When modifying these values by putting dec 50 for cylinders 0,1 & 3 and keeping 128 in cylinder 2 we get the following results (measured from scope display so not exact figures)

Gear6, full throttle @10000rpm, 10ms vs 7.5ms = 2.5ms difference
Gear1, full throttle @10000rpm, appr 2.4ms difference
Gear1,closed thorttle @10000rpm, 3.1ms, 4.2ms = 1.1ms difference
Gear1, closed throttle @4000rpm, 3.5ms vs 4.5ms = 1ms difference

Here you can see the pulsewidth difference:
10ms_d128vs7.5ms_d50.JPG

And here you are with Enginuity screen for respective values:
injector_sizes.JPG
injector_sizes.JPG

... and as the last item, here is the TPS fuelmap for cylinder0 giving an indication of amount of changes because of the fuelmap... (btw. these values are divided by 48 for making the reading easier.)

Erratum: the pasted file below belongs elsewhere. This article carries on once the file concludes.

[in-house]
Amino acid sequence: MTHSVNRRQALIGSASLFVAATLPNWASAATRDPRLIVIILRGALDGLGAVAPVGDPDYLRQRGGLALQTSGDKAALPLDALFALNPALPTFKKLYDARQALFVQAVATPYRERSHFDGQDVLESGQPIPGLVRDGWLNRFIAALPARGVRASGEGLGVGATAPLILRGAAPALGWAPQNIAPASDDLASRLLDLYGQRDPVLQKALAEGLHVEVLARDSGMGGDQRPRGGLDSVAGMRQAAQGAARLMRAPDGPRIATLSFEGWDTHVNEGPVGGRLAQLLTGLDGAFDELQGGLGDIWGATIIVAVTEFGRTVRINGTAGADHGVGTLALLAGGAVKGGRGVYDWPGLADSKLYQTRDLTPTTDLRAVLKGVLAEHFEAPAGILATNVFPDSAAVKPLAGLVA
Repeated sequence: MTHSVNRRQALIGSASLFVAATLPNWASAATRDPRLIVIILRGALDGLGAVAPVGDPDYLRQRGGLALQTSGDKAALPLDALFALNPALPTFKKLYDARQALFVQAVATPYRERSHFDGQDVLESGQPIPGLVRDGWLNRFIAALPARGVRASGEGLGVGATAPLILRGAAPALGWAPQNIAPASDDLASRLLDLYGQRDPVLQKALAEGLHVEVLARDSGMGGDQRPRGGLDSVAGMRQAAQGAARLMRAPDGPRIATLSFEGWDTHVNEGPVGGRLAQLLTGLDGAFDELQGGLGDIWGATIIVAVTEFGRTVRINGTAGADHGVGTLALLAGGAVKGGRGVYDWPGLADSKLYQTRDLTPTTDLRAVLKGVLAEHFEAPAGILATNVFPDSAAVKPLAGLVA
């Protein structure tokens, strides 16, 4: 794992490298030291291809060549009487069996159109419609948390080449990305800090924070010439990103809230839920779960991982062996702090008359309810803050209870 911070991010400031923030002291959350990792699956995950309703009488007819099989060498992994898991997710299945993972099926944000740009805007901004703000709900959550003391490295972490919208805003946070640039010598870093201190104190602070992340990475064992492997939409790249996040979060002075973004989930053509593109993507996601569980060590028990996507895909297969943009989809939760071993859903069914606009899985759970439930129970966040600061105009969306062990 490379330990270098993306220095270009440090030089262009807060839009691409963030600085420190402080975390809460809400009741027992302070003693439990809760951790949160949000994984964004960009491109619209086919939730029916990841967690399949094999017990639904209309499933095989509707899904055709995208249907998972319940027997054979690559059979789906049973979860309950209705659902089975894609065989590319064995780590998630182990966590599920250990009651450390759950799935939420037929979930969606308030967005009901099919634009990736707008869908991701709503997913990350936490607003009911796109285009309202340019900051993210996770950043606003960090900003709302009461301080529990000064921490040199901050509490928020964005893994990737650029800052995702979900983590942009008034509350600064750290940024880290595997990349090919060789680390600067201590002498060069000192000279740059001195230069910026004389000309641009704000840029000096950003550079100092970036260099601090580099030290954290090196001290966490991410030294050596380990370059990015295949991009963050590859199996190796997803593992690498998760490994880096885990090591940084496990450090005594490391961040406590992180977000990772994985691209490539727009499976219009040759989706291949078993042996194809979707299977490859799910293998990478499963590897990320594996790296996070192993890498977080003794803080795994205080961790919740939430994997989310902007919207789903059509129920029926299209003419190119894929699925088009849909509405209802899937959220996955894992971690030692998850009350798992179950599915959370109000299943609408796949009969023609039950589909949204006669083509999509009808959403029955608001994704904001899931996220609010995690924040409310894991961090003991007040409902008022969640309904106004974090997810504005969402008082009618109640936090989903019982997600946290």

busa_k6_fuelmap_cylinder0.JPG

-- Edited by PetriK at 17:01, 2008-01-04

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Don


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Fuel calculation algorithms revealed


Were you able to find out when the ECU switched from speed density to alpha n? Is it at a certain RPM or manifold vacuum? Or perhaps some other combination of inputs?
From a tuning standpoint, are there different maps to tune for speed density and alpha n? For instance, is there one set of fuel maps (x,y - RPM, MAP) for speed density and another set of fuel maps (x,y - RPM, TPS) for alpha n?

Great work! I wish I could be more help!

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Some additional info


The map switching seems to simple, just TPS threshold limited. The RPM does not affect it.

Based on the above we can just look for FFFF84B2 which contans the point to move from IAP to TPS maps like done at below. But there is more into this. The idle maps are switched differently and then there is a high load byt that selects whivc fuel enricmenit it is to be used. The high load is usually considered as over 50% throttle and over 8000rpm.